World Philologies Seminar
Do 21 Nov 2013 | 15:00–17:00

Die Semitische Unterscheidung

Gil Anidjar (Columbia University); Chair: Islam Dayeh (Freie Universität Berlin)

Freie Universität Berlin, Raum J24/122d, Habelschwerdter Allee 45, 14195 Berlin

In confronting the history of violence we inherit, it is not always easy to identify the line that divides the opposing parties. Only yesterday, “race wars” appear to tear the world apart, followed by national and nationalist struggles. As the twentieth century drew to a close, ethnic conflicts were leading to paroxysms of violence, only to give way to the “clash of civilizations,” which translated the growing role “religious violence” seems to play in world affairs. An understanding of violence must attend to its historical unfolding and not only to its current manifestations, and few explanations seem as venerably ancient as religion. At the same time, when it comes to violence, few religions seem as worthy of our current concerns than “monotheistic” religions. In my presentation, I want to consider the parallels - or lack thereof - between two explanatory schemes in the history of violence: the nineteenth century claim that Semites invented religion (that is, monotheistic religion), and the more recent claim that monotheism (what Jan Assmann calls “the Mosaic distinction”) brought hatred (that is, religious hatred) into the world.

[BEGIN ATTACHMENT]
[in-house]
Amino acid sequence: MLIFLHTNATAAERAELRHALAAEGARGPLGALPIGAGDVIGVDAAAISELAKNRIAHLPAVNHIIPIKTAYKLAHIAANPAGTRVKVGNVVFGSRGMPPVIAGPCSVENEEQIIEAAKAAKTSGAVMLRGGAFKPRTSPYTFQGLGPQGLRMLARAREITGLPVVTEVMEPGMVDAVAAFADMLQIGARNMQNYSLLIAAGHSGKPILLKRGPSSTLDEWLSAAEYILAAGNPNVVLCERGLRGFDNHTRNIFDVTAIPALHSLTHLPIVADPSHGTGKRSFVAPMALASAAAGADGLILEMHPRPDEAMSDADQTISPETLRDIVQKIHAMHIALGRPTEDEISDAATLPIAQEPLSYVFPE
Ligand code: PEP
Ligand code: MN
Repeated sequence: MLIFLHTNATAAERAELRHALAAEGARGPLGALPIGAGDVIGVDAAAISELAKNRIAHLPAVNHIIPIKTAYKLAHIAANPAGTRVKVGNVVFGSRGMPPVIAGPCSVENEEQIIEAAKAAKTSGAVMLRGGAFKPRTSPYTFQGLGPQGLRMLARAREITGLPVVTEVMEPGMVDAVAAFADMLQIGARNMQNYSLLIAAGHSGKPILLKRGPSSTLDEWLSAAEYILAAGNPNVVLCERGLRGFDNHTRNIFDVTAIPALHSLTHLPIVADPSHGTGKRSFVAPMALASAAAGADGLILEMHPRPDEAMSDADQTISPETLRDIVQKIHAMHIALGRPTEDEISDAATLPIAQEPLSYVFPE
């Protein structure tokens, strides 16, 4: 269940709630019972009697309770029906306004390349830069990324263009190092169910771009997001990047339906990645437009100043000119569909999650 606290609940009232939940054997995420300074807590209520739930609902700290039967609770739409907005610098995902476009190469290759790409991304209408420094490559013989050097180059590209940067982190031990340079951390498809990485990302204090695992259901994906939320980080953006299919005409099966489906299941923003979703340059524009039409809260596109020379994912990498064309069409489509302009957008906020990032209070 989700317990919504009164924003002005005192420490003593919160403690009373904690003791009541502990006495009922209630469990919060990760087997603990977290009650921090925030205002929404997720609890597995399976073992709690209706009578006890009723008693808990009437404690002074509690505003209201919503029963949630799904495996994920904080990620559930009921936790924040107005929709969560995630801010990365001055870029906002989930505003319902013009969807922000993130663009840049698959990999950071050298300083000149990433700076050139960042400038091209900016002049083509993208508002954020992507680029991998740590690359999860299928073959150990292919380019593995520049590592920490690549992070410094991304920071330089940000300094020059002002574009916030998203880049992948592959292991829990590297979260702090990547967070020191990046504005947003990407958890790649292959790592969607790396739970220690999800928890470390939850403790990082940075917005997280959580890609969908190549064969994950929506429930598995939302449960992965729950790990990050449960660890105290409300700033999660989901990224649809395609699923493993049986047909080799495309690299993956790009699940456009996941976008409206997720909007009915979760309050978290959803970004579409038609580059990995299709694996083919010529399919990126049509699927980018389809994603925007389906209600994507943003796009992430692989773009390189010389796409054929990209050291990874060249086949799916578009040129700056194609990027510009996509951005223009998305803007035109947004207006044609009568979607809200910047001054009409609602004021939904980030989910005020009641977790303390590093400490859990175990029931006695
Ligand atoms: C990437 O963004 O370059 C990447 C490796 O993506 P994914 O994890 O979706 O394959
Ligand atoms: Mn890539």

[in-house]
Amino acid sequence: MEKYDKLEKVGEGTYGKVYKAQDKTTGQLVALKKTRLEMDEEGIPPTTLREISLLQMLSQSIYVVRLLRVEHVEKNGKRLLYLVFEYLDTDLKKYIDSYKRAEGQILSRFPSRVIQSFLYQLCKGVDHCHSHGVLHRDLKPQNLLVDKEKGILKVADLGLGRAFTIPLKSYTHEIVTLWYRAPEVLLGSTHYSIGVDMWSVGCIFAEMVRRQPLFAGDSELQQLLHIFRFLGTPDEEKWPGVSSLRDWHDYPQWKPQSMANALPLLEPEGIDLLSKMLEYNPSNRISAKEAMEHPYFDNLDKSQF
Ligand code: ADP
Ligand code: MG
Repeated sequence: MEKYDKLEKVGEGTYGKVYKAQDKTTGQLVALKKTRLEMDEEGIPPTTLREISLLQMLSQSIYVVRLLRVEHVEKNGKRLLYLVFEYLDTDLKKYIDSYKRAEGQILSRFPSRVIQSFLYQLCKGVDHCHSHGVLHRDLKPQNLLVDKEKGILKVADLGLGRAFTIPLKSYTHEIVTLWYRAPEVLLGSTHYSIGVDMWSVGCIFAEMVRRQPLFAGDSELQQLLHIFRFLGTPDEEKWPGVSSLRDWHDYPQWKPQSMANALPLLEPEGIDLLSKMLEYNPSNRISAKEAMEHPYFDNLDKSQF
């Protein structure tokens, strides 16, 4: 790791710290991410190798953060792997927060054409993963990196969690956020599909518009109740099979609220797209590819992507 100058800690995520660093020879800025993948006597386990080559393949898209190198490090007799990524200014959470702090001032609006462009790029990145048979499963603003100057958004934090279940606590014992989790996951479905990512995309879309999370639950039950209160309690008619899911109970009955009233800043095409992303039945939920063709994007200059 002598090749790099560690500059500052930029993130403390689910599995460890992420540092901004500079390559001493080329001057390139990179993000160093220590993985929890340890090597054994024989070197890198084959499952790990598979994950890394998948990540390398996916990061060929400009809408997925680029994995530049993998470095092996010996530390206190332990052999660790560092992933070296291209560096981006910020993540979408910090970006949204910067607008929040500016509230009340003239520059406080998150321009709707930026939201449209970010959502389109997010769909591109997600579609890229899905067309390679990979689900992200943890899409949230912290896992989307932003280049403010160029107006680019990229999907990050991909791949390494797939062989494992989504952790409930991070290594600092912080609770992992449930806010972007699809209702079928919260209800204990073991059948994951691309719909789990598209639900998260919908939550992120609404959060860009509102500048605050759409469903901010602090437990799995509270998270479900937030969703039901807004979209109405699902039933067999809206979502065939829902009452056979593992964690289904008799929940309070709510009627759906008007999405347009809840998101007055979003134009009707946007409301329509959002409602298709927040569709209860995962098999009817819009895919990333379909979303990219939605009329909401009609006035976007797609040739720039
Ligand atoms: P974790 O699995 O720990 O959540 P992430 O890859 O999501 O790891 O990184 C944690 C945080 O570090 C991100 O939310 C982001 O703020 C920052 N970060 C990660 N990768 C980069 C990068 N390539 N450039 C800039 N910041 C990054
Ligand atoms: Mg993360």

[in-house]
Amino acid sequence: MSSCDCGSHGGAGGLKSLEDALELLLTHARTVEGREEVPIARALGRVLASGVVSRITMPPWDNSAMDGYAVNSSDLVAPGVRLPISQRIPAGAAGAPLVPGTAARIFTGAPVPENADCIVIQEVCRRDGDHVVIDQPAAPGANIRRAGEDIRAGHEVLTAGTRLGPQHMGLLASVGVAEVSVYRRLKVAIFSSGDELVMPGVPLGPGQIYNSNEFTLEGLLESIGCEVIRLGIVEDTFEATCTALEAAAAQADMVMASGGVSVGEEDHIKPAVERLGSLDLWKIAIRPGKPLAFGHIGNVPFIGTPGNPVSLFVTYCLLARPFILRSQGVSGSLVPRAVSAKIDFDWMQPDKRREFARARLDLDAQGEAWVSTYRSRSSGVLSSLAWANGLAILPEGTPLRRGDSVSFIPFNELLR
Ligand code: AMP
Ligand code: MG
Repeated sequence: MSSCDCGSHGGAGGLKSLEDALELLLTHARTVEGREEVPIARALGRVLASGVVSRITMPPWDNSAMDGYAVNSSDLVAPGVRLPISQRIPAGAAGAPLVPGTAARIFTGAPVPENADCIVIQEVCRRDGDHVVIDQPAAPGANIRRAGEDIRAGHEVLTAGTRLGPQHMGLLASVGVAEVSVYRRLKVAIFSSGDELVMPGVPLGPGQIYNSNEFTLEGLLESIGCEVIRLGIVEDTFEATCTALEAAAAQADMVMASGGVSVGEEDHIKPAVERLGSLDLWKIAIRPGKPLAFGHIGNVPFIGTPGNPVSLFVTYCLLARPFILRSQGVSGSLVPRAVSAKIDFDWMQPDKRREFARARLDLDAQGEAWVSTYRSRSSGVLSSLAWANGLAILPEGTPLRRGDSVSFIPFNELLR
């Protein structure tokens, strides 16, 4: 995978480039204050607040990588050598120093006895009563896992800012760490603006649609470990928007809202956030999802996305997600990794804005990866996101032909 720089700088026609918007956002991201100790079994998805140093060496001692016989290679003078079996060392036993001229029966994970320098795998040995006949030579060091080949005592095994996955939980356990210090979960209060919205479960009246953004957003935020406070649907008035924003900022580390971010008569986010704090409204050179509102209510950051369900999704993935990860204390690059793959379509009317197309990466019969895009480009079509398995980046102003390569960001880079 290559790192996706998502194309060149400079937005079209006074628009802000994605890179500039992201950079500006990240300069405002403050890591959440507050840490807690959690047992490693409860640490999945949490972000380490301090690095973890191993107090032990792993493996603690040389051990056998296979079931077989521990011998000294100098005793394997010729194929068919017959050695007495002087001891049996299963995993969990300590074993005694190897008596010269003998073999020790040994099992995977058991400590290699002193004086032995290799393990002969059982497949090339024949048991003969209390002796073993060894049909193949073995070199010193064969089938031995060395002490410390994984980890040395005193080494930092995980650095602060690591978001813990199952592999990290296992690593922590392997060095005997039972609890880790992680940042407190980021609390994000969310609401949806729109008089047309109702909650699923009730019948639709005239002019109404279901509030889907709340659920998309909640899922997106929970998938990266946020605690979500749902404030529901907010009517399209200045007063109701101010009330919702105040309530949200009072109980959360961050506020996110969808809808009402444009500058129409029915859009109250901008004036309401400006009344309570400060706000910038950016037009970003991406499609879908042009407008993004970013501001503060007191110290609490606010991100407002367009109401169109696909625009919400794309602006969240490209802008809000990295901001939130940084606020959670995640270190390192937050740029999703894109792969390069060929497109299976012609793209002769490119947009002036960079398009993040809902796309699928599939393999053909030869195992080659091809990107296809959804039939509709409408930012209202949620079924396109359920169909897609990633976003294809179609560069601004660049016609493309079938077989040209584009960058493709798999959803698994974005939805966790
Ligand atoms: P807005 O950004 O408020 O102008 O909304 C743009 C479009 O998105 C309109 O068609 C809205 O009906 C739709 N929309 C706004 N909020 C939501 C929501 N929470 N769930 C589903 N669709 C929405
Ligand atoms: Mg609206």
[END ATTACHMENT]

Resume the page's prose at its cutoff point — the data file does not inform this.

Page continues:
Seminar Texts:
Freud, Sigmund: Moses and Monotheism, The Hogarth Press and the Institute of Psycho-Analysis, 1939.
Assman, Jan: The Prize of Monotheism, Stanford University Press, 2010, pp. 1 - 30.

Gil Anidjar teaches in the Department of Religion, the Department of Middle Eastern, South Asian, and African Studies, and at the Institute for Comparative Literature and Society at Columbia University. He is spending the current academic year at the Faculty for Media and Communication in Belgrade, Serbia. His latest book, Blood: A Critique of Christianity is forthcoming with Columbia University Press. 

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